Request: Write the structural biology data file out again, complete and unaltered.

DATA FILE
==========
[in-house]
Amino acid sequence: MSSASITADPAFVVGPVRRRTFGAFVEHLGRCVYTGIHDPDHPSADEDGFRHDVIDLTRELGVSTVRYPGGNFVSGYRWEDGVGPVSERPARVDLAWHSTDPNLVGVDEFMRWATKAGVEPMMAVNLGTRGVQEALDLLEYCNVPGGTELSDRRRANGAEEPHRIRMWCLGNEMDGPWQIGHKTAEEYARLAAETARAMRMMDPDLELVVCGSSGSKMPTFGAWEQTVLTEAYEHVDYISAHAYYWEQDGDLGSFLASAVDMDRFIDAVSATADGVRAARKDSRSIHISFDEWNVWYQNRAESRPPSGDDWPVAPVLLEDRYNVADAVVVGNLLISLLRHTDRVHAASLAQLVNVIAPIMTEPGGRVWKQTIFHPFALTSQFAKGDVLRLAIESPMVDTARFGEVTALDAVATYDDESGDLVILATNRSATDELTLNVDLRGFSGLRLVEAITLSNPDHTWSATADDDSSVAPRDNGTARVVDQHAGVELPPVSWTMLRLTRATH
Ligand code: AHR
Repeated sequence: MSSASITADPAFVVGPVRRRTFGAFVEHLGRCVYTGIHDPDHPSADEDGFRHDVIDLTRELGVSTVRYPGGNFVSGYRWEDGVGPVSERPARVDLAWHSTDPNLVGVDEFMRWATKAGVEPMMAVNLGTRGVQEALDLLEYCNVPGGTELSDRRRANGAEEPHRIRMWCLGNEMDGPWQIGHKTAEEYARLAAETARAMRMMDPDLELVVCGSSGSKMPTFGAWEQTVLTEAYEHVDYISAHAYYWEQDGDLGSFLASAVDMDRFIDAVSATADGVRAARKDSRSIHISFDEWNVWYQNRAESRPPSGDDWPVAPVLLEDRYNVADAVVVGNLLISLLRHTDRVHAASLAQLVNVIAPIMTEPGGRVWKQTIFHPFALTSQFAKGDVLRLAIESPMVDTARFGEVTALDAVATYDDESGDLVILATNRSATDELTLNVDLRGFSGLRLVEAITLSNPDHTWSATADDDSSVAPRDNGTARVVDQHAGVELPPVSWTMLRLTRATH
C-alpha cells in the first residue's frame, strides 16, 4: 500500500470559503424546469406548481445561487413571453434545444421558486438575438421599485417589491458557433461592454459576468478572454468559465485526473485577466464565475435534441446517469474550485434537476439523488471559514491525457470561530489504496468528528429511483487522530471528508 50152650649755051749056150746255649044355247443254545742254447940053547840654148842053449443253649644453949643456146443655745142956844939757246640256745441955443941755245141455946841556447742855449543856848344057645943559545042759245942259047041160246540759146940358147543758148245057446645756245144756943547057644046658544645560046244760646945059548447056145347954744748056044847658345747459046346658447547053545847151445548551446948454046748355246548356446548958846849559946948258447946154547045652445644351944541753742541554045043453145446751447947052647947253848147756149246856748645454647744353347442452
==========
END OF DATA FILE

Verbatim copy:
[in-house]
Amino acid sequence: MSSASITADPAFVVGPVRRRTFGAFVEHLGRCVYTGIHDPDHPSADEDGFRHDVIDLTRELGVSTVRYPGGNFVSGYRWEDGVGPVSERPARVDLAWHSTDPNLVGVDEFMRWATKAGVEPMMAVNLGTRGVQEALDLLEYCNVPGGTELSDRRRANGAEEPHRIRMWCLGNEMDGPWQIGHKTAEEYARLAAETARAMRMMDPDLELVVCGSSGSKMPTFGAWEQTVLTEAYEHVDYISAHAYYWEQDGDLGSFLASAVDMDRFIDAVSATADGVRAARKDSRSIHISFDEWNVWYQNRAESRPPSGDDWPVAPVLLEDRYNVADAVVVGNLLISLLRHTDRVHAASLAQLVNVIAPIMTEPGGRVWKQTIFHPFALTSQFAKGDVLRLAIESPMVDTARFGEVTALDAVATYDDESGDLVILATNRSATDELTLNVDLRGFSGLRLVEAITLSNPDHTWSATADDDSSVAPRDNGTARVVDQHAGVELPPVSWTMLRLTRATH
Ligand code: AHR
Repeated sequence: MSSASITADPAFVVGPVRRRTFGAFVEHLGRCVYTGIHDPDHPSADEDGFRHDVIDLTRELGVSTVRYPGGNFVSGYRWEDGVGPVSERPARVDLAWHSTDPNLVGVDEFMRWATKAGVEPMMAVNLGTRGVQEALDLLEYCNVPGGTELSDRRRANGAEEPHRIRMWCLGNEMDGPWQIGHKTAEEYARLAAETARAMRMMDPDLELVVCGSSGSKMPTFGAWEQTVLTEAYEHVDYISAHAYYWEQDGDLGSFLASAVDMDRFIDAVSATADGVRAARKDSRSIHISFDEWNVWYQNRAESRPPSGDDWPVAPVLLEDRYNVADAVVVGNLLISLLRHTDRVHAASLAQLVNVIAPIMTEPGGRVWKQTIFHPFALTSQFAKGDVLRLAIESPMVDTARFGEVTALDAVATYDDESGDLVILATNRSATDELTLNVDLRGFSGLRLVEAITLSNPDHTWSATADDDSSVAPRDNGTARVVDQHAGVELPPVSWTMLRLTRATH
C-alpha cells in the first residue's frame, strides 16, 4: 500500500470559503424546469406548481445561487413571453434545444421558486438575438421599485417589491458557433461592454459576468478572454468559465485526473485577466464565475435534441446517469474550485434537476439523488471559514491525457470561530489504496468528528429511483487522530471528508 50152650649755051749056150746255649044355247443254545742254447940053547840654148842053449443253649644453949643456146443655745142956844939757246640256745441955443941755245141455946841556447742855449543856848344057645943559545042759245942259047041160246540759146940358147543758148245057446645756245144756943547057644046658544645560046244760646945059548447056145347954744748056044847658345747459046346658447547053545847151445548551446948454046748355246548356446548958846849559946948258447946154547045652445644351944541753742541554045043453145446751447947052647947253848147756149246856748645454647744353347442452